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Maryland’s Public Information Act Exempt from Administrative Exhaustion Requirements

Maryland's Public Information Act Exempt from Administrative Exhaustion Requirements

The Maryland Court of Appeals has held that a prisoner is not required to exhaust administrative remedies to bring an action under the Public Information Act.

Before the Court was a case filed by Richard C. Massey, Jr., a prisoner at Maryland?s Western Correctional Institution (WCI). Massey sought from WCI's warden public records on contracts pertaining to health services, canteen services and photocopying services. After two different requests seeking those documents were not answered, Massey filed a complaint in circuit court to compel disclosure. That court granted prison officials' motion to dismiss, and the Court of Special Appeals affirmed.

Prison officials argued that Maryland?s Prison Litigation Act's (PLA) "exhaustion requirement appl[ies] to virtually every kind of civil matter that could be brought by a DOC inmate in State Court." The Court said it had to review three separate statutes to make a ruling.

The first statute, ch. 210, created the Inmate Grievance Office for when a prisoner "has a grievance against an official or employee of the Division of Correction or the Patuxant Institution." Next, the Court looked to the Maryland Public Information Act, ch. 698 . That Act allowed pursuit of an administrative remedy, but such "remedy need not be exhausted prior to filing suit in the circuit court pursuant to this article." Moreover, a court was to expedite any action under that Act, and the "presumption of the statute is in favor of disclosure." Finally, there was no limitation on persons, including prisoners, to inspect public records.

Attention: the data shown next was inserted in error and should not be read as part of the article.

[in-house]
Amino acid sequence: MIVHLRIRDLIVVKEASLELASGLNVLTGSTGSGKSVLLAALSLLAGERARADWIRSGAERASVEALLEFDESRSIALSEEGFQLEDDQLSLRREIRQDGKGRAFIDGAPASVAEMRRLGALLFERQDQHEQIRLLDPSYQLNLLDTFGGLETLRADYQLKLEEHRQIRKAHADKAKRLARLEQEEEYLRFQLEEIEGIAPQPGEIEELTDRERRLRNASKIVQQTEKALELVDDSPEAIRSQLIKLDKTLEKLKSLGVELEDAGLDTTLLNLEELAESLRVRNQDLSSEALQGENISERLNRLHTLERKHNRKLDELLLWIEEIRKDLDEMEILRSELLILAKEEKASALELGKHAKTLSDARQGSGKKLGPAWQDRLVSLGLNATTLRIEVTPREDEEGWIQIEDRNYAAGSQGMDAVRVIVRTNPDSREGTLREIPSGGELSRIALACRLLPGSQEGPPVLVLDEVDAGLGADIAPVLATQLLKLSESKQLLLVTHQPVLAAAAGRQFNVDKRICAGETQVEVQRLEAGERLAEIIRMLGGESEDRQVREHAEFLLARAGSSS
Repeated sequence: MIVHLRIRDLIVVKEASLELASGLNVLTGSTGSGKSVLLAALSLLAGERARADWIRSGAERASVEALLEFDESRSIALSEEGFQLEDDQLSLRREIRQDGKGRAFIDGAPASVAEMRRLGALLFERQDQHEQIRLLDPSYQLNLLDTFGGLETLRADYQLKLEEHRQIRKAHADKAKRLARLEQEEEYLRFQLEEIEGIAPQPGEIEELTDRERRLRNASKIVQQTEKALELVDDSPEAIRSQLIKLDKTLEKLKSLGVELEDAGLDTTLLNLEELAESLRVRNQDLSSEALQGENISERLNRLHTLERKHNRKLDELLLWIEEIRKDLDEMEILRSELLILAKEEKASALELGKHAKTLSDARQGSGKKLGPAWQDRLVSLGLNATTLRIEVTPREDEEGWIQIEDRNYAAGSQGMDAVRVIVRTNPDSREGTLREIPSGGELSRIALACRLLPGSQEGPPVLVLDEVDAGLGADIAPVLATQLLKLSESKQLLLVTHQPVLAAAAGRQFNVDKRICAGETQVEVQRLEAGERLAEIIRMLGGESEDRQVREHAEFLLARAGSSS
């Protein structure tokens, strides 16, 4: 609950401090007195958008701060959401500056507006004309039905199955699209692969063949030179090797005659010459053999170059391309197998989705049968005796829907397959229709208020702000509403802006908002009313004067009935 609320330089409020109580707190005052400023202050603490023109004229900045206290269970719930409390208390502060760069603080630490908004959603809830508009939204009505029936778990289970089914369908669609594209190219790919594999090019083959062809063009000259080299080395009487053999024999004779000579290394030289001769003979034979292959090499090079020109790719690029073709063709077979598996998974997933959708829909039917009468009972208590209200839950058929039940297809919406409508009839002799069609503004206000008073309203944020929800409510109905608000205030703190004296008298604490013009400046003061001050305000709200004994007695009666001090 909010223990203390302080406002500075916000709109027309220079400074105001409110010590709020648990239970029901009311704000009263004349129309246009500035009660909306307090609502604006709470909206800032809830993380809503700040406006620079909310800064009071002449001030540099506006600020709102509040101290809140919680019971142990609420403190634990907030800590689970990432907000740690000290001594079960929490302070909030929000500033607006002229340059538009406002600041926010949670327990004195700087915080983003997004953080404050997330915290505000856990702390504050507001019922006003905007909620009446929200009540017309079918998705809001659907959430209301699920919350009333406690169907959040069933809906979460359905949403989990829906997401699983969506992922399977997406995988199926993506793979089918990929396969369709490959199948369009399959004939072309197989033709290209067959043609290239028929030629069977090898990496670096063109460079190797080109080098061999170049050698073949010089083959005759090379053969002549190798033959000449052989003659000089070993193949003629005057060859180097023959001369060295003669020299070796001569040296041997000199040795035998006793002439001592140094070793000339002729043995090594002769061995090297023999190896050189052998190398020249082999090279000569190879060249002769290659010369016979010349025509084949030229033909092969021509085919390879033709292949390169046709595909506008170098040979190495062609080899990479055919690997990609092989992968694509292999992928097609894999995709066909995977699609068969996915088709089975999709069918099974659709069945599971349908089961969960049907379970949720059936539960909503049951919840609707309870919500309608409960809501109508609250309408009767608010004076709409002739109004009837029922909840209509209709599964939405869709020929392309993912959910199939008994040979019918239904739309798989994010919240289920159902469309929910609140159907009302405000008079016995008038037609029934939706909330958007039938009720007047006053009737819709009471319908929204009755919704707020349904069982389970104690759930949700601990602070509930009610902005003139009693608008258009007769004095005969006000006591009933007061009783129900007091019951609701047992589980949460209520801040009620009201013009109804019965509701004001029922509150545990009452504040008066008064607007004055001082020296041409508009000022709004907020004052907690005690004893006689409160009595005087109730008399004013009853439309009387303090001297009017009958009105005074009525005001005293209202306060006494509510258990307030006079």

Finally the Court tuned to the PLA, ch. 495. The first words of that Act impose certain requirements upon "a prisoner who files a civil action relating to the conditions of confinement." Massey argued the PLA did not apply to an action under the Public Information Act because it was not a "civil action" under the PLA.

Prison officials did not dispute that the records sought were public in nature, and even admitted the records should have been given to Massey. The Court of Appeals held that a "request to inspect a public record does not relate to or involve a prisoner's 'conditions of confinement.'" As such, the PLA and any requirement to exhaust administrative remedies did not apply to a prisoner's request to inspect public documents.

The lower courts' judgments were reversed. See: Massey v. Galley, 392 Md. 634, 898 A.2d 951 (Md. 2006).

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Related legal case

Massey v. Galley